• Send a card to a friend going through a hard time
  • Tea and snuggles with husband
  • Go to bed at an hour for 8 hours of sleep 

 

Exercise 5: Nip Jealously in the Butt

While jealously is perfectly normal, if it starts to interfere with your wellbeing and produces negative thoughts about people you care about and strangers, then it is no longer healthy. While you are healing from a diagnosis of infertility or a miscarriage, it's ok to avoid pregnant women and babies, but only for a duration of time. Pregnant women and babies are everywhere whether in your family and friend circle, the grocery store or on Facebook. At some point, it is healthier to overcome feelings of jealousy.   

If you are feeling jealous, it's important to first ask yourself what you hope to gain by your jealousy. You may simply be able to overcome jealously with this method:

  1. State what you are jealous of.
  2. What will you gain from being jealous
  3. What will you gain from not being jealous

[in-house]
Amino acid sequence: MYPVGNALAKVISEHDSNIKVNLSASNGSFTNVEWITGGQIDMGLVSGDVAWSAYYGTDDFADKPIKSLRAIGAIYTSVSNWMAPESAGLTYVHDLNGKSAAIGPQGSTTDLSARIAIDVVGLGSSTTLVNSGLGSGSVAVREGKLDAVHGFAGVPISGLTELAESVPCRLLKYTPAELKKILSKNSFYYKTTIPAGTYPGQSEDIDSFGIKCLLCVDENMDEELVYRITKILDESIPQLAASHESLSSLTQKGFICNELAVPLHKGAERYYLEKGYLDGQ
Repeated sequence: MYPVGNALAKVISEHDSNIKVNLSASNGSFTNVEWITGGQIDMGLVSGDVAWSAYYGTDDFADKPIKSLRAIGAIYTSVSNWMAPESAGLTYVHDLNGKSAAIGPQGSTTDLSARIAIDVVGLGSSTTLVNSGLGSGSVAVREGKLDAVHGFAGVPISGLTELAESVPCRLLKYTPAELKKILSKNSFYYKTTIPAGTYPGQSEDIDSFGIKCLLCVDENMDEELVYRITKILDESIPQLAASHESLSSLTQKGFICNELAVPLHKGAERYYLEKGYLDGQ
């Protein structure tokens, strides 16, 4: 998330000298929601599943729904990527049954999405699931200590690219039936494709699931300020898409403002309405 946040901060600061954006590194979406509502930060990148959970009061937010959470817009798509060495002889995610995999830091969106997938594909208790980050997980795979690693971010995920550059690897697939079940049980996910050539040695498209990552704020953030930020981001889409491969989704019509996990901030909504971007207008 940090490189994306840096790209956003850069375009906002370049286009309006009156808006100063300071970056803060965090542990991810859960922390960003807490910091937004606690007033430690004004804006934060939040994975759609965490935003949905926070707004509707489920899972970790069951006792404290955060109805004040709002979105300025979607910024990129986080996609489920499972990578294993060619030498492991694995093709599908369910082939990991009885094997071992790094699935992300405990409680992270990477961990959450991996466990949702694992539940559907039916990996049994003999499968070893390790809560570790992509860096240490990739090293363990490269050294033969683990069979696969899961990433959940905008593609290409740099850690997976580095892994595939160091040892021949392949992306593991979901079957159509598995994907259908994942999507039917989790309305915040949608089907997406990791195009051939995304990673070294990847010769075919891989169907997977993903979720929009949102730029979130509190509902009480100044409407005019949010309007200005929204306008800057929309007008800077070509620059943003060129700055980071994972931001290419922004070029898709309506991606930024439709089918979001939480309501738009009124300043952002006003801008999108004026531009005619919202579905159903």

4. What you are grateful for in your life (many people pine for a husband, to be cancer-free, to not have chronic pain, to look good in a swimsuit- what do you have that you know you are forturnate to have in your life?)

Example: "I am jealous of my sister-in-law getting pregnant with out even trying. I will not gain anything from being jealous. I will feel better by wishing her happiness and health. I feel super lucky to have a supportive and loving husband. "

For more intense and stubborn feelings of envy, follow the below guidelines to find where they stem from. When you realize grief and sadness is what is truly hiding behind all that anger or jealously, feel free to cry and let go. 

 

Example #1:

How I feel: I feel angry that my friend is complaining about her baby keeping her up at night. Does she not even know how lucky she is! I would do anything to have a baby and she is so lucky to have these experiences. 

Why I feel this way: Because I want to be having these experiences